Prospecting Cover Letter – Don’t ever forget it!
Dear Sam: I think I have a pretty good résumé, but I have no idea where to start when writing a cover letter. Is it necessary to submit a cover letter when applying for a job? I’d prefer to just submit my résumé so I don’t have to write a cover letter for every job I am interested in. I’m finding I don’t apply for some positions as I can’t get over the stumbling block of writing the cover letter to accompany my résumé. Help! – Tony
Dear Tony: A cover letter is your opportunity to introduce yourself to a prospective employer, expand on and personalize your résumé, and highlight how your skills and experiences will fulfill the employer’s needs. A cover letter should be a key part of every application, regardless of whether it is requested. The letter should engage the hiring manager and propel him or her to read your résumé.
You should not have to create a new cover letter for each job you are interested in. If you have defined your objective when creating your résumé, meaning you know what you want to do, who you are marketing your candidacy to, and what language will attract his or her interest, then your cover letter will be developed using that information as your guide. When you have taken time to really understand what will trigger your target audience, and have incorporated that content into your application materials, your résumé and cover letter will not need to be modified each time you apply for a position.
Keep in mind a cover letter not only expresses your interest in the company and/or position, but also gives the employer the opportunity to observe your attentiveness to detail, spelling, grammar, and quality of your written communication. While you may have heard stories of employers not even looking at cover letters, I have heard just as many in which employers focus heavily on the cover letter as a window into the style of the candidate.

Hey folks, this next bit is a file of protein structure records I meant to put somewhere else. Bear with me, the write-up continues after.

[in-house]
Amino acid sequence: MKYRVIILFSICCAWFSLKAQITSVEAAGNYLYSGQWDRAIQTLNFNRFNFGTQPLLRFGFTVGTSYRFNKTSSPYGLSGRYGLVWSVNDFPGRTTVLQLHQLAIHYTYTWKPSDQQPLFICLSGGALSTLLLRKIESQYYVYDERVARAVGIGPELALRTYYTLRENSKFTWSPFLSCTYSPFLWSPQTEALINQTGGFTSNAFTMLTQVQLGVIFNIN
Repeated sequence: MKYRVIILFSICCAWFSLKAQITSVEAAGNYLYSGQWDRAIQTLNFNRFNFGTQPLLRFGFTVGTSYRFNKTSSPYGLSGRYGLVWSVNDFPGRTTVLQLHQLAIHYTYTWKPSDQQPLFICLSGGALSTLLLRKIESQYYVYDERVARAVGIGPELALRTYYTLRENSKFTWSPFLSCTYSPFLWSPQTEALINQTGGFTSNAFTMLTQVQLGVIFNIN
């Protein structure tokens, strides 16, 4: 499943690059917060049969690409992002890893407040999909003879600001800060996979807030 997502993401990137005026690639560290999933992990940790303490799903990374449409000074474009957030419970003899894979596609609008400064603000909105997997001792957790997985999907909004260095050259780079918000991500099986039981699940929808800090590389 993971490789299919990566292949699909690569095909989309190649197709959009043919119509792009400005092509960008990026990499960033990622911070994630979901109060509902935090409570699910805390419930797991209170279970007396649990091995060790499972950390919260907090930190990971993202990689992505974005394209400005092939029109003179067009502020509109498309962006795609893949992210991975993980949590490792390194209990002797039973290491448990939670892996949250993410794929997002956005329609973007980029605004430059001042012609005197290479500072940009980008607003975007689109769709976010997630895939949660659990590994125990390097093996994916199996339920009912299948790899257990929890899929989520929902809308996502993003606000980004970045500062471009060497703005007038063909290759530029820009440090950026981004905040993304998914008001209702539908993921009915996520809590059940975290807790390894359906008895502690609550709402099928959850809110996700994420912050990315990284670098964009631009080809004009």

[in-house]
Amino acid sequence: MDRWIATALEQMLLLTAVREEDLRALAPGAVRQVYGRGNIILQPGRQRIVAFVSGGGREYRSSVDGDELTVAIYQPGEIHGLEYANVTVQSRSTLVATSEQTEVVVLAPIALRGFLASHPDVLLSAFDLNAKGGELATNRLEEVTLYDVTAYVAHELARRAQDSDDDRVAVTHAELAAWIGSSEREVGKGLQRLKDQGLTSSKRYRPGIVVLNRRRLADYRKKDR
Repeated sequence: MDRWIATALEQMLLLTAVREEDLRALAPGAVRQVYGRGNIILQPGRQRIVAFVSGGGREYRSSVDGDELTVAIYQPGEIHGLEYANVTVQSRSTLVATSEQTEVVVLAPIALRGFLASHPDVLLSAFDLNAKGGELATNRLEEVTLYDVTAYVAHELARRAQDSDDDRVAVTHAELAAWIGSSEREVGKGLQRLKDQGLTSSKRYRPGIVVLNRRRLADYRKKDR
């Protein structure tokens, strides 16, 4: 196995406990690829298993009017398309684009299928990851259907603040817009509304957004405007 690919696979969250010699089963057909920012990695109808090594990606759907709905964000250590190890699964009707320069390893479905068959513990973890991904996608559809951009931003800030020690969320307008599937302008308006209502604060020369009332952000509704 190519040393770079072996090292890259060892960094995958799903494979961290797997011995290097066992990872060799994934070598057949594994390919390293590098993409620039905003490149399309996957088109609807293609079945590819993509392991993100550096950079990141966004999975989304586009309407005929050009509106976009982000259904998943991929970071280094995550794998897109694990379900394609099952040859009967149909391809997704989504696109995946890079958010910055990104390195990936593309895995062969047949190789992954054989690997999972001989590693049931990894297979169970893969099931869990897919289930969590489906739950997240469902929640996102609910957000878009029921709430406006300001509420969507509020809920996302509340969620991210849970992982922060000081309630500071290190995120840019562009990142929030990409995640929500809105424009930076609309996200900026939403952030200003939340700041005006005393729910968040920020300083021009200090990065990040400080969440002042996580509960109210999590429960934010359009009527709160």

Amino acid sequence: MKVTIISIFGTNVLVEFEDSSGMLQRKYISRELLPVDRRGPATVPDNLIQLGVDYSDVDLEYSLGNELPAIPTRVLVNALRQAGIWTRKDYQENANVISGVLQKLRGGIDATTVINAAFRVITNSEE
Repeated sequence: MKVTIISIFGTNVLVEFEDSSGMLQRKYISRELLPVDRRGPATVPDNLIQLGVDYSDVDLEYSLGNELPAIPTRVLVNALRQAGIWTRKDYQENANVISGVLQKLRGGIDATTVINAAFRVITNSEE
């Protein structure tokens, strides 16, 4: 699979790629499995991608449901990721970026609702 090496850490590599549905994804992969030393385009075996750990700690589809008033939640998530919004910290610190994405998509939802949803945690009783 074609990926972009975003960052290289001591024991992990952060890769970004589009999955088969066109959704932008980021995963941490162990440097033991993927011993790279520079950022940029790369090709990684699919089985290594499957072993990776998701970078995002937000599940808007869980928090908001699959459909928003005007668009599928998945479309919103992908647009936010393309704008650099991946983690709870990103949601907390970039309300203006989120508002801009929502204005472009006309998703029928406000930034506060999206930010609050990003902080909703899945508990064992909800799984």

When writing your cover letter, there are many strategies you can employ in the development and organization of the content. Here are some guidelines:
1. Open the letter noting your key qualifications and the position of interest. Use the first paragraph to capture the recipient’s attention and make him or her want to read further.
2. Use the center section of your cover letter to explore your experiences, successes, and skills that have supported your performance. Oftentimes, I use bullet points to focus the hiring manager’s attention on the most important pieces of information, which also helps to break up a “heavy”-looking one-page letter. Bullet points also allow for a quick way to tailor your cover letter to a specific opportunity, should that be necessary.
3. Close with an action-oriented statement. Do not take the passive approach and wait for a hiring manager to call you. Of course, if the posting says no calls, don’t call; but most of the time, a follow-up call is appropriate to reiterate your interest.
4. Keep it brief. Generally cover letters should be no more than one page and include ample white space to facilitate ease of readability. Don’t however make it so brief that at a quick glance it looks like you aren’t bringing anything to the table.
5. Do all you can to obtain the name of the hiring manager and address your cover letter accordingly. When all else fails, address the letter to “Dear Hiring Manager.”
6. Use the same heading from your résumé in order to present a clean and professional package. Don’t forget to sign your letter if you are sending a hard copy.
Take a look at the cover letter I have presented (click here), it engages the reader by immediately introducing the candidate’s qualifications, using an attractive format to pull the reader’s eye through the main section of the letter, and providing proof and support of claims made in the letter and résumé. As you can see, a cover letter can serve a much higher purpose than you might have thought, by capturing increased interest in your candidacy.
Original post: Dear Sam by Samantha Nolan